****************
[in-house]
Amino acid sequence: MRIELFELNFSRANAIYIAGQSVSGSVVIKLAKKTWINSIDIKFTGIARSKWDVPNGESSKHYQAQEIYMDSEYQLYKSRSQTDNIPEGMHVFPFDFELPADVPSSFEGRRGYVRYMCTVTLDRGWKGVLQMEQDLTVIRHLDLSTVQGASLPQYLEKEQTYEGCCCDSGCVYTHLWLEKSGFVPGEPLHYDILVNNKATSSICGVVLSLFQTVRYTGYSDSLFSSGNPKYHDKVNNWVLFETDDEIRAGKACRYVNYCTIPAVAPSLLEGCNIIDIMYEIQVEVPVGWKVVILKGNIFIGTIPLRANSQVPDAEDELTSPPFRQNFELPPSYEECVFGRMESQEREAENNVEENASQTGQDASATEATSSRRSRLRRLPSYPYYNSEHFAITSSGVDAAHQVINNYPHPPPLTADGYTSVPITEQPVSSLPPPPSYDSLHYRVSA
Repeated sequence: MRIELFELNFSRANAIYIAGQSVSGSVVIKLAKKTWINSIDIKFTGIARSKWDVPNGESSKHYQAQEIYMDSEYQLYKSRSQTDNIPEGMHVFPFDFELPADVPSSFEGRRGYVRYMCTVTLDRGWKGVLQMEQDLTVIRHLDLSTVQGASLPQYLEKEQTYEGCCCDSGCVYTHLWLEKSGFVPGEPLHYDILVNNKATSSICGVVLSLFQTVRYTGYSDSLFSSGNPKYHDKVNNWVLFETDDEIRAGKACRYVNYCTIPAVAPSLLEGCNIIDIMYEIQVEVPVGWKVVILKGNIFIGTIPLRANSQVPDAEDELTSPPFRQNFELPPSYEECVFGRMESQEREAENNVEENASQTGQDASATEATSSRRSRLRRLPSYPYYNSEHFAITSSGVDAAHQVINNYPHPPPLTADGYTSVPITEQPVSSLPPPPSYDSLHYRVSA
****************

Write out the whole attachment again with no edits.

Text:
[in-house]
Amino acid sequence: MRIELFELNFSRANAIYIAGQSVSGSVVIKLAKKTWINSIDIKFTGIARSKWDVPNGESSKHYQAQEIYMDSEYQLYKSRSQTDNIPEGMHVFPFDFELPADVPSSFEGRRGYVRYMCTVTLDRGWKGVLQMEQDLTVIRHLDLSTVQGASLPQYLEKEQTYEGCCCDSGCVYTHLWLEKSGFVPGEPLHYDILVNNKATSSICGVVLSLFQTVRYTGYSDSLFSSGNPKYHDKVNNWVLFETDDEIRAGKACRYVNYCTIPAVAPSLLEGCNIIDIMYEIQVEVPVGWKVVILKGNIFIGTIPLRANSQVPDAEDELTSPPFRQNFELPPSYEECVFGRMESQEREAENNVEENASQTGQDASATEATSSRRSRLRRLPSYPYYNSEHFAITSSGVDAAHQVINNYPHPPPLTADGYTSVPITEQPVSSLPPPPSYDSLHYRVSA
Repeated sequence: MRIELFELNFSRANAIYIAGQSVSGSVVIKLAKKTWINSIDIKFTGIARSKWDVPNGESSKHYQAQEIYMDSEYQLYKSRSQTDNIPEGMHVFPFDFELPADVPSSFEGRRGYVRYMCTVTLDRGWKGVLQMEQDLTVIRHLDLSTVQGASLPQYLEKEQTYEGCCCDSGCVYTHLWLEKSGFVPGEPLHYDILVNNKATSSICGVVLSLFQTVRYTGYSDSLFSSGNPKYHDKVNNWVLFETDDEIRAGKACRYVNYCTIPAVAPSLLEGCNIIDIMYEIQVEVPVGWKVVILKGNIFIGTIPLRANSQVPDAEDELTSPPFRQNFELPPSYEECVFGRMESQEREAENNVEENASQTGQDASATEATSSRRSRLRRLPSYPYYNSEHFAITSSGVDAAHQVINNYPHPPPLTADGYTSVPITEQPVSSLPPPPSYDSLHYRVSA